Lacey and husband John engage in sex—apparently an effort to get pregnant. It’s obvious what’s going on, but we don’t see anything critical. (We hear that they’ve dealt with at least three miscarriages in the past. John worries what those miscarriages have done to her body and suggests they think about adopting—something that Lacey refuses to consider.) Edward accuses Jordan of wanting to go to public school to meet girls (saying that he’s being led around by a critical anatomical part). Dee Dee considers setting Zoe up with the waiter during their lunch, but then wonders whether either the waiter or Zoe might be gay. A couple cuddles before the man goes through airport security.

Congresswoman Washington asks Adrianna to a local bar for a drink and conversation—referencing an old saying that “gin makes you sin” and adding that she thinks the adage is false. Several people order drinks on board the plane. A rescue worker takes drugs before heading off to a crash site. Dee Dee and Zoe order a bottle of champagne, despite that Zoe is apparently underage. An actress practices her lines aboard the plane, trying to sound like a heroin addict.

Zoe expresses worry that her parents aren’t as happily married as they pretend to be. We hear a half-dozen f-words and several other profanities, including “a–,” “d–n,” “h—” and “d–k.” God’s name is misused about 10 times, twice with the word “d–n.”

Feb. 3, 2023—S1, Ep2: “Food”

Edward has found a home, for now, with Aunt Lacey and John. But part of him believes that his brother, Jordan, also survived. Meanwhile, doctors warn Lacey that Edward is losing weight. If he doesn’t start putting on some pounds, they’ll need to put him in the hospital and put a feeding tube down his throat. Adrianna begins to wonder whether she should’ve thrown her hat into the ring for her grandmother’s congressional seat. And Dee Dee discovers that her husband was keeping some damaging secrets from her.

Secret No. 1: Cameron (Dee Dee’s husband) lost his job 18 months ago, and they were deeply in debt. Secret No. 2: Cameron also owned a condo in Los Angeles that Dee Dee knew nothing about—and one that apparently serves as a home to another woman. (Whether Cameron is guilty of having an affair or even being a bigamist, the episode does not reveal.) All those times that Dee Dee thought her husband was away on business, he was living a double life.

Dee Dee and daughter Zoe visit Cameron’s grave, marked by an elaborate Christian headstone. They puzzle over his last text to them, in which he called himself a “lonely pilgrim.” A lavish funeral takes place in a church where a gospel choir pays musical homage to the deceased.

Jordan (a hallucination of Edward’s) prays in Hebrew, telling Edward that they should start believing in God so they can have hope that their whole family will be reunited someday. Edward points out several flaws in Jordan’s logic: One, you just don’t start believing in God because you want to. Two, Jordan’s prayer is typically one that blesses wine. And three, Jewish lineage typically goes through the mother’s side of the family—and it was their father who was Jewish. (But despite all that logic, Edward offers his own prayer in Hebrew anyway.)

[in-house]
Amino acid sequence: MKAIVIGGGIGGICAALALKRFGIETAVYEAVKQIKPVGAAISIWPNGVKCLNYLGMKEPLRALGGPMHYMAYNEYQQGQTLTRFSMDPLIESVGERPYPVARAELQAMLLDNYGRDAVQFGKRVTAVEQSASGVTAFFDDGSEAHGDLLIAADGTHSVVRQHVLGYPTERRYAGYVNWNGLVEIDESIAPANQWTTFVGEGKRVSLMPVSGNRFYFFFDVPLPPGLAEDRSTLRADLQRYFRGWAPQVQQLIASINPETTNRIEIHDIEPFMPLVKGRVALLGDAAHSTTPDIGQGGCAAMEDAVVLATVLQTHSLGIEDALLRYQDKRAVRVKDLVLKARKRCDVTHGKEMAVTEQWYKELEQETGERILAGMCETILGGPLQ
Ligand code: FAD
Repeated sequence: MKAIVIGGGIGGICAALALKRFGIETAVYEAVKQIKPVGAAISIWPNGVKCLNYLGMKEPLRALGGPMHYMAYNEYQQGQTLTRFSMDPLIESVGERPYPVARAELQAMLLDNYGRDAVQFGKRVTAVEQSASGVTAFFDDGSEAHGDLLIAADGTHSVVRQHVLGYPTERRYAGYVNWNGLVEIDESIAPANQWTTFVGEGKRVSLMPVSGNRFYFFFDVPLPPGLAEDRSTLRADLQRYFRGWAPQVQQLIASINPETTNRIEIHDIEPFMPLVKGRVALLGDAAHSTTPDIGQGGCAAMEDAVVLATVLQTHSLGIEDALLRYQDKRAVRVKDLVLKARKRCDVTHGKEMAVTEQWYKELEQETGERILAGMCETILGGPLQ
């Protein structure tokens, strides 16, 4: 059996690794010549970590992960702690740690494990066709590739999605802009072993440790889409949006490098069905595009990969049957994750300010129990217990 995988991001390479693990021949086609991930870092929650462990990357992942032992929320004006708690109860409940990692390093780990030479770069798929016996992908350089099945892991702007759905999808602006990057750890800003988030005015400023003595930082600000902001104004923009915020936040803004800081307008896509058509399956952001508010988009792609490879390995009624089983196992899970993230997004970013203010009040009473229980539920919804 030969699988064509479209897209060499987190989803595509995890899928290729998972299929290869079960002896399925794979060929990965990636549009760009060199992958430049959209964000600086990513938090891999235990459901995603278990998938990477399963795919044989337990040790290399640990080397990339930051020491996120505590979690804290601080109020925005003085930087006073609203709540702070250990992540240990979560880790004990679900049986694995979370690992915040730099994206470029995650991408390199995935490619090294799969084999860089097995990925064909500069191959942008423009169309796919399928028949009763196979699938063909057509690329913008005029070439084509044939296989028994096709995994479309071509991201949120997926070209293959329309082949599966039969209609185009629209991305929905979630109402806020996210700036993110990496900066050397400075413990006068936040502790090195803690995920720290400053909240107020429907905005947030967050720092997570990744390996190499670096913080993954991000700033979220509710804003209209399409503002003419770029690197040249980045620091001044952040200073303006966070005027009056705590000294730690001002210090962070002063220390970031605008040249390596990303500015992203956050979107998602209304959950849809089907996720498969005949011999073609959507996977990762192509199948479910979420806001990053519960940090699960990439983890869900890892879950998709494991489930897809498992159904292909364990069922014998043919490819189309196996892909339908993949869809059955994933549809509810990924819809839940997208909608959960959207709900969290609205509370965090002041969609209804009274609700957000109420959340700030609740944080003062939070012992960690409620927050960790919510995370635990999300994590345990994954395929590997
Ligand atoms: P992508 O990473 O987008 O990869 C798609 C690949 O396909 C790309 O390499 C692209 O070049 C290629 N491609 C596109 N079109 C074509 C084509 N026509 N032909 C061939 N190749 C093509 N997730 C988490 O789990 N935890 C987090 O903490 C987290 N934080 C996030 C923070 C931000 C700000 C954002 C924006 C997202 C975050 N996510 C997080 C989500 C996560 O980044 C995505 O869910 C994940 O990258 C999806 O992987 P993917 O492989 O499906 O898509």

Edward hallucinates and sees his brother elsewhere, too, including at the wreck site where a bloodied Edward crawls to a bloodied-but-alive Jordan. Only when a stranger approaches Edward in a supermarket and offers her condolences for his brother—giving Edward what appears to be a shrunken head—does it dawn on Edward that Jordan is really gone, too.

Edward meets Shay, the roller-derby-loving daughter of Lacey and John’s next-door neighbor. The two kids compare scars, and Edward’s look especially revolting. A lonely Edward asks to sleep over at Shay’s house, which she allows.

We hear that a woman whose boyfriend died in the crash is 16 weeks pregnant with his baby. “My boyfriend is the only other person who knows, and he’s dead,” she confesses. A neighbor gives Edward a selenite wand, a New Age talisman that’s supposed to cleanse spaces and whatnot. Lacey denigrates adoption. An orderly sticks a needle into Edward’s arm and tells him, “God saved you.” Kojo talks about his porta-potty business. We hear nine f-words, five s-words and one use of the word “d–n.” Characters misuse God’s name seven times.

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Paul Asay

Paul Asay has been part of the Plugged In staff since 2007, watching and reviewing roughly 15 quintillion movies and television shows. He’s written for a number of other publications, too, including Time, The Washington Post and Christianity Today. The author of several books, Paul loves to find spirituality in unexpected places, including popular entertainment, and he loves all things superhero. His vices include James Bond films, Mountain Dew and terrible B-grade movies. He’s married, has two children and a neurotic dog, runs marathons on occasion and hopes to someday own his own tuxedo. Feel free to follow him on Twitter @AsayPaul.